Wednesday, November 9, 2016

Eyes to see

In Great Books, I'd have the kids look for treasure ... quotes from books that stirred something in them, to make them think or to make them laugh or to get any kind of reaction. I've been a treasure hunter all my life, whether words or senses--gathering the goods and hiding them in my heart.

This week alone and aside from a lengthy list of gratitude, I looked out the schoolroom window at the cherry tree.

I paused and stared at it, almost as if it were the first time because it felt like the first time that I had seen it. We've lived here now six falls, and each fall was marked by distraction (unpacking, painting, healing and processing; lesson planning, homework and hustle). And just this week, golden treasure of leaves that waved and I wondered at their greeting, hello.

"It just occurred to me how I got so caught up in things to do, I wasn't even aware of the beauty around me," I said to Shane last night. "All this time, I never noticed how beautiful and yellow the cherry tree leaves are in the fall." We both looked at each other a long moment. I remembered bird watching with the kids last spring, and how I heard a symphony around me--Lord, give me ears to hear and eyes to see!

Thoughts on home:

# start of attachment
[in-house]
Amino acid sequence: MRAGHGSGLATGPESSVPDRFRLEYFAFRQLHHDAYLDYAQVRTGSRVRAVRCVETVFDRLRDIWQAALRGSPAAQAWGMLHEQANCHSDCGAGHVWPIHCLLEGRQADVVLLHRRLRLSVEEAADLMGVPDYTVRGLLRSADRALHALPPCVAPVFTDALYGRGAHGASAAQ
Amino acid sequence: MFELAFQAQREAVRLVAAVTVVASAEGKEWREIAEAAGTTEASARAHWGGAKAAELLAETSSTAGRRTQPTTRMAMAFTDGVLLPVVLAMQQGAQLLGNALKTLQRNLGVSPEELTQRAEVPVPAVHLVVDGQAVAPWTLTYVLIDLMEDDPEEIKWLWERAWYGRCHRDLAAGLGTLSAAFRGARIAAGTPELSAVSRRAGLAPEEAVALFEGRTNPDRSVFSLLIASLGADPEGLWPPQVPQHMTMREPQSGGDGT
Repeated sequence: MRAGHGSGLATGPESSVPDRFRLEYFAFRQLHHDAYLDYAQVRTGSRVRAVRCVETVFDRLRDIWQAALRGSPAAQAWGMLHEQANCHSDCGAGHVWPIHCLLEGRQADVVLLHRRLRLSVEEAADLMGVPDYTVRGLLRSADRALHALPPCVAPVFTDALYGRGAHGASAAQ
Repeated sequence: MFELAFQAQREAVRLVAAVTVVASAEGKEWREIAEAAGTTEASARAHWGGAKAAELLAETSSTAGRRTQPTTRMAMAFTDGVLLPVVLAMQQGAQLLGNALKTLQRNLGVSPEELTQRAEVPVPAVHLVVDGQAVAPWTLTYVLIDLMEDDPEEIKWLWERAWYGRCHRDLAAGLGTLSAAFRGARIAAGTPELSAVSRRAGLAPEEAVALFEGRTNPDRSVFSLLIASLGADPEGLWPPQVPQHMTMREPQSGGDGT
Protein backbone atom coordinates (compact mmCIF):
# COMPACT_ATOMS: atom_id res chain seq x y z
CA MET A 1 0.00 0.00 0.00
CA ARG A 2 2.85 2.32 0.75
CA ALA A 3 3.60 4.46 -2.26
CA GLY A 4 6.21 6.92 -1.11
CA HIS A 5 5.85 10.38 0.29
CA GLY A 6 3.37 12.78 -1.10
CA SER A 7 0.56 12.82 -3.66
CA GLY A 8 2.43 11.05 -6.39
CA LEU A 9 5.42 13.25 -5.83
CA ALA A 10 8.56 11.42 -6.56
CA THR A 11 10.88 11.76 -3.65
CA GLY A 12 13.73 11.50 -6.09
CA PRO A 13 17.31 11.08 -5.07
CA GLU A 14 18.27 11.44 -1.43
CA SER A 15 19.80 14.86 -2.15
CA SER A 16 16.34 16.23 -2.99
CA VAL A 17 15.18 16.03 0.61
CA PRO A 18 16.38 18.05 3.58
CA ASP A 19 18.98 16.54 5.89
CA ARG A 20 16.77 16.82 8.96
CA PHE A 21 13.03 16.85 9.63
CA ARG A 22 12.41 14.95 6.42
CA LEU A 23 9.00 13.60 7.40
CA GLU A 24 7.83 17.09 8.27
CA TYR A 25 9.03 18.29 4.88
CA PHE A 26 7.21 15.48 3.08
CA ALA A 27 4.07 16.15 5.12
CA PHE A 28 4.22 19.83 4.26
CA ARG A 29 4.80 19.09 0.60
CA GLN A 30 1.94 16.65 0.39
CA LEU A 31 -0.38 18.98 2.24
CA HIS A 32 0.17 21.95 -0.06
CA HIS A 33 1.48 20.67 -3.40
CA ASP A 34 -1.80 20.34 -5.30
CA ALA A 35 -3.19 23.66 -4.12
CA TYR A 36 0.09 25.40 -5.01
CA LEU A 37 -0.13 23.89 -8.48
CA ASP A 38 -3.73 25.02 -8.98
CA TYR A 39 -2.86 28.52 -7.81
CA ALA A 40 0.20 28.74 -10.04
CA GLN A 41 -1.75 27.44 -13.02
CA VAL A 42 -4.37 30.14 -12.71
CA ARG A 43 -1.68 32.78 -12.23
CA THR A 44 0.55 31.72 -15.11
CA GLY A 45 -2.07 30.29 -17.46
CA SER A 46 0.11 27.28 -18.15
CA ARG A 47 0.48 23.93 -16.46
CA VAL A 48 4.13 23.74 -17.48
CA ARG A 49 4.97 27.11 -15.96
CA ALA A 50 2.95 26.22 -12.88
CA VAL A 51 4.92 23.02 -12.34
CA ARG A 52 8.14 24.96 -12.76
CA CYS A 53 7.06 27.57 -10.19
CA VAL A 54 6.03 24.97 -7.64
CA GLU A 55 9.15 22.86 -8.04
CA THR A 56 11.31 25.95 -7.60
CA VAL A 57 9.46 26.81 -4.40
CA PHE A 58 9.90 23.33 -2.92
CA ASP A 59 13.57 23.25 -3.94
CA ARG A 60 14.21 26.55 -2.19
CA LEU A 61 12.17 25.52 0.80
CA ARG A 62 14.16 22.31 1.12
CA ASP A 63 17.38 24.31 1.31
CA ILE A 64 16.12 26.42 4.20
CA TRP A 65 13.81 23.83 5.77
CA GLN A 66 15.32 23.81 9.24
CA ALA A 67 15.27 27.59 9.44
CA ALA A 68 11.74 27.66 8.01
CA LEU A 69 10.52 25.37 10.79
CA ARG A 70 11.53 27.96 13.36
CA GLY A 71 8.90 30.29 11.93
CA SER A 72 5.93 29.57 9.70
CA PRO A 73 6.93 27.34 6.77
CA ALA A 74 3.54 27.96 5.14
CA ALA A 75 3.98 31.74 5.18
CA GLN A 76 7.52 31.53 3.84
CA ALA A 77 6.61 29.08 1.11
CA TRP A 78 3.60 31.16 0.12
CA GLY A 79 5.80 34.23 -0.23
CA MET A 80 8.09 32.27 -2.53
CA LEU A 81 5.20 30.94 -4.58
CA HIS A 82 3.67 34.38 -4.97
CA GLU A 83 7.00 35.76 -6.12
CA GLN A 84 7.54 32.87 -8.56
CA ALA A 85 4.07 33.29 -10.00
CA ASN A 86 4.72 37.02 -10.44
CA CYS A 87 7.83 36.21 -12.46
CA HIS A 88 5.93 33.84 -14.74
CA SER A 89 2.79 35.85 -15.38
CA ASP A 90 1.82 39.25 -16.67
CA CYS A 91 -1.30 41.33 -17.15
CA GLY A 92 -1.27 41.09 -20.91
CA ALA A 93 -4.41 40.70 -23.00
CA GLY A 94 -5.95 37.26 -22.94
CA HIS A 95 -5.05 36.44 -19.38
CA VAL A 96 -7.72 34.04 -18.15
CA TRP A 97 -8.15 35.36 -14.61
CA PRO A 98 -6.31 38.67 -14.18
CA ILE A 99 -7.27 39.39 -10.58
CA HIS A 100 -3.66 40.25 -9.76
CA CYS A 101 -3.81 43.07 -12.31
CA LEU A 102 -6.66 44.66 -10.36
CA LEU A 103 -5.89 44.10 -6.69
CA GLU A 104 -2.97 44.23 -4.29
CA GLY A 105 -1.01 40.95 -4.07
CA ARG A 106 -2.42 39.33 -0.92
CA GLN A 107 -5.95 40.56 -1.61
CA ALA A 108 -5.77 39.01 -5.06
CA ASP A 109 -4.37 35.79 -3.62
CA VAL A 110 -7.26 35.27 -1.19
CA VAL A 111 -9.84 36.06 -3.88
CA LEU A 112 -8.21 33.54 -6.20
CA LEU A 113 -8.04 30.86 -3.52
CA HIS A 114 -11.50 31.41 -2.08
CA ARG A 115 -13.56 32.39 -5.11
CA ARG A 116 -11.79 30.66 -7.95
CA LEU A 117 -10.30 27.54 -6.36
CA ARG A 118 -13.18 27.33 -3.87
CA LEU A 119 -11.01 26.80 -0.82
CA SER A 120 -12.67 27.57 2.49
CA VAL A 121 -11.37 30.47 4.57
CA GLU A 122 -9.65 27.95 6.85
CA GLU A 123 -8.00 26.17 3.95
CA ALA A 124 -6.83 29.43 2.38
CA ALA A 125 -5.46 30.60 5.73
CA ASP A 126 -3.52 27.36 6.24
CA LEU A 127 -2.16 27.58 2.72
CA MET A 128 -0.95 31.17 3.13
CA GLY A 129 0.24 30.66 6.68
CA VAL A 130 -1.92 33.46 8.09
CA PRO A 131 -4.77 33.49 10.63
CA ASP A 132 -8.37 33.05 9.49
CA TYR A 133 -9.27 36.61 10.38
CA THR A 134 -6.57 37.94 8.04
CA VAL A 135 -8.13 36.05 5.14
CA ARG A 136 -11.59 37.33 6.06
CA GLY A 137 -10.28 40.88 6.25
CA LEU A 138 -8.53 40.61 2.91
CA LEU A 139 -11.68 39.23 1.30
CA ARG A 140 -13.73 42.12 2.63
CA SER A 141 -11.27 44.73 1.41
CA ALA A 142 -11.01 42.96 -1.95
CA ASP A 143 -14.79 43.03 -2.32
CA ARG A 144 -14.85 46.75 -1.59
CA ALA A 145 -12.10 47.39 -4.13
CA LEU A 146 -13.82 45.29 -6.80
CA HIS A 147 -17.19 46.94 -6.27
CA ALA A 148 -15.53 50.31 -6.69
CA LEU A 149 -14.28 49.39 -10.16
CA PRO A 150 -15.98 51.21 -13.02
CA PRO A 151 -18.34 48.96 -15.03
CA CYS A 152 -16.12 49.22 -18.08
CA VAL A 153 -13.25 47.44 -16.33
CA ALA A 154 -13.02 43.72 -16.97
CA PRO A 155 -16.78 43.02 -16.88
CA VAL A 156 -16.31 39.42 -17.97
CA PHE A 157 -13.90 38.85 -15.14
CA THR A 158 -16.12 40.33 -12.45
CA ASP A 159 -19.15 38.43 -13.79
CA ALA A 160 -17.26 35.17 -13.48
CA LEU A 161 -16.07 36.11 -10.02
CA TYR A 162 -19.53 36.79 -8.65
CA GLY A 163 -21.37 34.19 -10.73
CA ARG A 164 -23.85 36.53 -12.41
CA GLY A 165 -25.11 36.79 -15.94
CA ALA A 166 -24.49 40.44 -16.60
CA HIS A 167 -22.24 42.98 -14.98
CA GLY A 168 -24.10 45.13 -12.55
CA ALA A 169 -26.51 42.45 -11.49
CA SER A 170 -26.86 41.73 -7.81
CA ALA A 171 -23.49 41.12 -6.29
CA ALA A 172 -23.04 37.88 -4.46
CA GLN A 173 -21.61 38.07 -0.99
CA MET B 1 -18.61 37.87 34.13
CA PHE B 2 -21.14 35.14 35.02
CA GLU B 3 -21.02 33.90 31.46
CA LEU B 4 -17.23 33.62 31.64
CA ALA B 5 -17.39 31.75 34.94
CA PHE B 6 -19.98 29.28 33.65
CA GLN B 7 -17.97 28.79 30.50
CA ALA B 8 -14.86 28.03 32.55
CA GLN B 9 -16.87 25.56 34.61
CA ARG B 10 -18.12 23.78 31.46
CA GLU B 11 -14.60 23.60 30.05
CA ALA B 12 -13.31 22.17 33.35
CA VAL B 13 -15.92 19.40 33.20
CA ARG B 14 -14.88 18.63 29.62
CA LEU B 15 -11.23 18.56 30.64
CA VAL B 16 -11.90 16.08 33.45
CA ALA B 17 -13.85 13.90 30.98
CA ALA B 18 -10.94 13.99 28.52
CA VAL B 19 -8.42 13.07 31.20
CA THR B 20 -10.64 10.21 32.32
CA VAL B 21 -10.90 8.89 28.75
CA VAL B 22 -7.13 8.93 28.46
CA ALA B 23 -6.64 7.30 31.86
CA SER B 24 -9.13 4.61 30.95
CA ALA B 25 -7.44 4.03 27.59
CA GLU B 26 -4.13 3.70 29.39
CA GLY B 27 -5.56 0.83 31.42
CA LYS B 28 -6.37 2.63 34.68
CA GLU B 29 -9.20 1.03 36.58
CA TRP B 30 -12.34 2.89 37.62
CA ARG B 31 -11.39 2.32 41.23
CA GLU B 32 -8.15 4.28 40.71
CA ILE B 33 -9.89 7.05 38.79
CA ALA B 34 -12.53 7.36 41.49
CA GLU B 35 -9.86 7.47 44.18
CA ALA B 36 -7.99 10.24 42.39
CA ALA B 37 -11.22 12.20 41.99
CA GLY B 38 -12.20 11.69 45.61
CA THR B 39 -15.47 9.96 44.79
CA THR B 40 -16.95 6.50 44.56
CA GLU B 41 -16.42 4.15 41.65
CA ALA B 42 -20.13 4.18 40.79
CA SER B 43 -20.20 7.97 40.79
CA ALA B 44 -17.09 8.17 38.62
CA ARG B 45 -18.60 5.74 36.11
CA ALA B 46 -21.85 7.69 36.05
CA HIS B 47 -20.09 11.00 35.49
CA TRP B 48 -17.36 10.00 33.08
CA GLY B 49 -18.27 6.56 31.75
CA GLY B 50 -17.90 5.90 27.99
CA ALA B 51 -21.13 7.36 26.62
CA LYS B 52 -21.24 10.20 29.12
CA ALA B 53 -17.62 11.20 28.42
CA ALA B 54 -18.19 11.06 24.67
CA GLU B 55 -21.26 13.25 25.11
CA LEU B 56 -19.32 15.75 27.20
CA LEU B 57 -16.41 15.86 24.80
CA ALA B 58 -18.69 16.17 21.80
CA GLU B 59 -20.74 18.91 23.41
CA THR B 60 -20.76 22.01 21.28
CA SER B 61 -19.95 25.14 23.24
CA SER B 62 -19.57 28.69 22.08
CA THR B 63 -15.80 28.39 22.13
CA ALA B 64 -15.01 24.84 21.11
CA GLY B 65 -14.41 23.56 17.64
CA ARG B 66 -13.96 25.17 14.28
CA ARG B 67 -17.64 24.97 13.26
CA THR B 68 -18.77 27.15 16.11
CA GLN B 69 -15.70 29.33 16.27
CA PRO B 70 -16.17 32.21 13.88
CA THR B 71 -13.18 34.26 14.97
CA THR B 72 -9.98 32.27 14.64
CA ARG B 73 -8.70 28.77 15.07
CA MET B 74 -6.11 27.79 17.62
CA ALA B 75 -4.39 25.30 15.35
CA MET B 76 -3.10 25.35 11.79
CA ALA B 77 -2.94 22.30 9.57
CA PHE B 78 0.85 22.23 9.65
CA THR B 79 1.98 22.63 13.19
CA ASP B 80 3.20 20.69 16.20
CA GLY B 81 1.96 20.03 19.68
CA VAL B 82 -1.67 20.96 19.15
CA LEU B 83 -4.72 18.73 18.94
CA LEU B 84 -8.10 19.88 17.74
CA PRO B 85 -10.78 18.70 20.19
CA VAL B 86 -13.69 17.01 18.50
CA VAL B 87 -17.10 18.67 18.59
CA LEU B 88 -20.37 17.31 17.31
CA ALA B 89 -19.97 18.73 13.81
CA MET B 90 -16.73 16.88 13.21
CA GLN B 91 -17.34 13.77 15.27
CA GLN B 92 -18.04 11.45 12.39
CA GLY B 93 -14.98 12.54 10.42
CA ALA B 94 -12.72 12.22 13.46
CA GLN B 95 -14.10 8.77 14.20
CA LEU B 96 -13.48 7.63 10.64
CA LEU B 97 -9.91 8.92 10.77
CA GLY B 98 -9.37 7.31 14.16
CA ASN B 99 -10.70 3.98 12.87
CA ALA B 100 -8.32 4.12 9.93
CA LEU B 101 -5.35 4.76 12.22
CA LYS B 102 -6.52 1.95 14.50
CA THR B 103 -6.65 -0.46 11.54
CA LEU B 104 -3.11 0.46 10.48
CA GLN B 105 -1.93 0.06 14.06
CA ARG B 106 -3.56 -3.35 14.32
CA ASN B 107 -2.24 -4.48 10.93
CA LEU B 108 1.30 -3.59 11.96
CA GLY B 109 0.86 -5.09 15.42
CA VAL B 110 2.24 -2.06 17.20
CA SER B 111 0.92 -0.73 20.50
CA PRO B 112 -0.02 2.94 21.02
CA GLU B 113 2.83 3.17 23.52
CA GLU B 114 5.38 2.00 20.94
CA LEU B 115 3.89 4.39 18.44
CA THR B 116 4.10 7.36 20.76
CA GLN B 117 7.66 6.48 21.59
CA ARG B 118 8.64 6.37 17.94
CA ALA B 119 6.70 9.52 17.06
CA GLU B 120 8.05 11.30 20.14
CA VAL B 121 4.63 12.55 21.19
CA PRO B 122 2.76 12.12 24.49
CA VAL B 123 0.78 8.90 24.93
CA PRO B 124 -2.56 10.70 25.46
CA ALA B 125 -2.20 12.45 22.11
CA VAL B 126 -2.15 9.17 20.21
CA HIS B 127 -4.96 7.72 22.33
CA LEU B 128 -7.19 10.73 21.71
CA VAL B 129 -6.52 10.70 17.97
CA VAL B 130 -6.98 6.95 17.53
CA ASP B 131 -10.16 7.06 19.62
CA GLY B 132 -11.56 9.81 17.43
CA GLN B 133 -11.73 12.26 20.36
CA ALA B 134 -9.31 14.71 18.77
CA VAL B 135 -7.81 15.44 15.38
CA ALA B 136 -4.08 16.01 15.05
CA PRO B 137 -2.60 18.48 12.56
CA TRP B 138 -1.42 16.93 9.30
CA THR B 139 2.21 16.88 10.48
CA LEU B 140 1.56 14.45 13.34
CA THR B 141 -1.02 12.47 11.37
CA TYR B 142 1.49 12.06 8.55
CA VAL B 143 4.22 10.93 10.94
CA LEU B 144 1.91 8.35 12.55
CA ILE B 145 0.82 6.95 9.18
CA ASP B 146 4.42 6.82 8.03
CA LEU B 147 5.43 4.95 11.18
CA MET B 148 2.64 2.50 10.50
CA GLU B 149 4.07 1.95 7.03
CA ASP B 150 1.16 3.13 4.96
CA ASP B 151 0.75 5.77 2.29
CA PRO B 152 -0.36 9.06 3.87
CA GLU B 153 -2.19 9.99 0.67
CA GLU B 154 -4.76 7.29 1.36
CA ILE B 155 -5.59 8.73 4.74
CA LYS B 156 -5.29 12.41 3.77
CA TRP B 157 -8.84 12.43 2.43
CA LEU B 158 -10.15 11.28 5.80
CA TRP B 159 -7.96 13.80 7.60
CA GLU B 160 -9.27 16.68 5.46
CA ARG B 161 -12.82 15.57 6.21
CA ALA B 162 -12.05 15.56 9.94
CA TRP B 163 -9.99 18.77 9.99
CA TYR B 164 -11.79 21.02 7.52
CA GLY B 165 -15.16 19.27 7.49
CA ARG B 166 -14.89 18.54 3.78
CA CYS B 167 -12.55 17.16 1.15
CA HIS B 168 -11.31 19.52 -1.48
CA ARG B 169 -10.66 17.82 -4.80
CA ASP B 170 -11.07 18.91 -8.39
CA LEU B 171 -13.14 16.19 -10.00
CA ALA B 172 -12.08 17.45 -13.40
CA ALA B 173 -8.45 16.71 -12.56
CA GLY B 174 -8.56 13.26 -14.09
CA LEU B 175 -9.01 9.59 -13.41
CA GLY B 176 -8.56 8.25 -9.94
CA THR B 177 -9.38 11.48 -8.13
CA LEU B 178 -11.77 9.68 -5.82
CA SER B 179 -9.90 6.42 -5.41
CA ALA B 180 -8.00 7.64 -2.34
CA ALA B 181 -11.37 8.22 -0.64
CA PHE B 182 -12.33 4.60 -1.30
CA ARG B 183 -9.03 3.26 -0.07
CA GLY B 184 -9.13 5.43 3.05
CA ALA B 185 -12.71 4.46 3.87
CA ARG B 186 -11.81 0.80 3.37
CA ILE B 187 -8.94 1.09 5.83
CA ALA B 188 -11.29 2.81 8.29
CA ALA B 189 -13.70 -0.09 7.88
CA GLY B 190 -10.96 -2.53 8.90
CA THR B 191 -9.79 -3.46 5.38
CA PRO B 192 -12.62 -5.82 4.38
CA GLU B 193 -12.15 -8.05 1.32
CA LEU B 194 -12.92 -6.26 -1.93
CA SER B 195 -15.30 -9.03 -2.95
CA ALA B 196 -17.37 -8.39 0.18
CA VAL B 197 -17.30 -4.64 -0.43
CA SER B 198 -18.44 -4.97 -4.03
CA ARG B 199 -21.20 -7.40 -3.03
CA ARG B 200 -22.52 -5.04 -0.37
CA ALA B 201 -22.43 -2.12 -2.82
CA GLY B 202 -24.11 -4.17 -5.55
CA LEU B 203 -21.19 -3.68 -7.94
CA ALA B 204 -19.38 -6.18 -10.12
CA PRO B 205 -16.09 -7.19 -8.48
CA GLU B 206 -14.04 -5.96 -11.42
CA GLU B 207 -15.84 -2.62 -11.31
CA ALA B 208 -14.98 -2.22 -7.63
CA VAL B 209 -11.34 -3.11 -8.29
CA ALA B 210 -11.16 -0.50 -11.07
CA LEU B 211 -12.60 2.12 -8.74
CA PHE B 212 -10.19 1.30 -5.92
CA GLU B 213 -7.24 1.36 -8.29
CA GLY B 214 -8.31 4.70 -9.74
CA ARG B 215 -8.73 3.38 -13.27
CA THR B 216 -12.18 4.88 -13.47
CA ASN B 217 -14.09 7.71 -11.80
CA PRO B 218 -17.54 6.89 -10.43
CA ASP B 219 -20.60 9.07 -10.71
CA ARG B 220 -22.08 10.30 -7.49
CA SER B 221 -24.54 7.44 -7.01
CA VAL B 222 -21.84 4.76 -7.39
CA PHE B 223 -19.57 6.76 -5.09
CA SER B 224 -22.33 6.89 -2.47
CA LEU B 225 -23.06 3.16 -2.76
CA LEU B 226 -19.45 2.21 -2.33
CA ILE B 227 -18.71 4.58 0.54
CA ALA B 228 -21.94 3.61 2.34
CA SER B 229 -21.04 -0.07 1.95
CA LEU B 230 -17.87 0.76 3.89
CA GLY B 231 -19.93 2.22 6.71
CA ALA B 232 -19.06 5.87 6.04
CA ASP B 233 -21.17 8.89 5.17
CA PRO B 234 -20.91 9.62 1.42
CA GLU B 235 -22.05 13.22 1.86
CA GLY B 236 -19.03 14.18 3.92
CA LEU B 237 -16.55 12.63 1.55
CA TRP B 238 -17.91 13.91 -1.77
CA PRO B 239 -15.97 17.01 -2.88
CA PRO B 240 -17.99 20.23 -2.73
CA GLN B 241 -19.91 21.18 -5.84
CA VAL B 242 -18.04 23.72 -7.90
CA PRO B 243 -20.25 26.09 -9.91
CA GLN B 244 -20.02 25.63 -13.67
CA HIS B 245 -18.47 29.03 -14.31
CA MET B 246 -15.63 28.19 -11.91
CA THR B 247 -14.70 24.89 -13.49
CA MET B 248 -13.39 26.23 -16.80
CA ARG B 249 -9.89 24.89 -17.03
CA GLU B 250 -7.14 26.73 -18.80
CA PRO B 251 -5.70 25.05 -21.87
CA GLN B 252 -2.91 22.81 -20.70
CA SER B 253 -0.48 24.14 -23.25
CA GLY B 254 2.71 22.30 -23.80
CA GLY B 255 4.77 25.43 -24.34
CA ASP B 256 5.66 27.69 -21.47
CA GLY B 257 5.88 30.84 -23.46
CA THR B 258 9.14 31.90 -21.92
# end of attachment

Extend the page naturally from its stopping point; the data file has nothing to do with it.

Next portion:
schooling with this girl in pano

history read alouds
hound dog and the first fire of the fall
"...because the narrative my parents chose to weave about the day--naming, listing, speaking, and rejoicing in the things we had, rather than the community we did not have." (The Life-Giving Home, Sally and Sarah Clarkson, page 214)

"Home is the shelter where the lonely find rest and the sorrowing come to be comforted. Home is the place where struggles may be admitted and loneliness acknowledged. It's the place where it is safe to admit how difficult, how dark, how lonely the world sometimes is. But it's also the ground in which those sorrows are sheltered and softened. Where, by the alchemy of welcome and acceptance, good food and conversation, candlelight and laughter, hope and even gratitude grow. As our own need drew others in, we learned that our reluctant generosity could become the seedbed for grace." (page 215)

"God grant that my home would be such a shelter, a refuge whose windows are alight in welcome, drawing the lonely and wandering in from the cold." (page 191)


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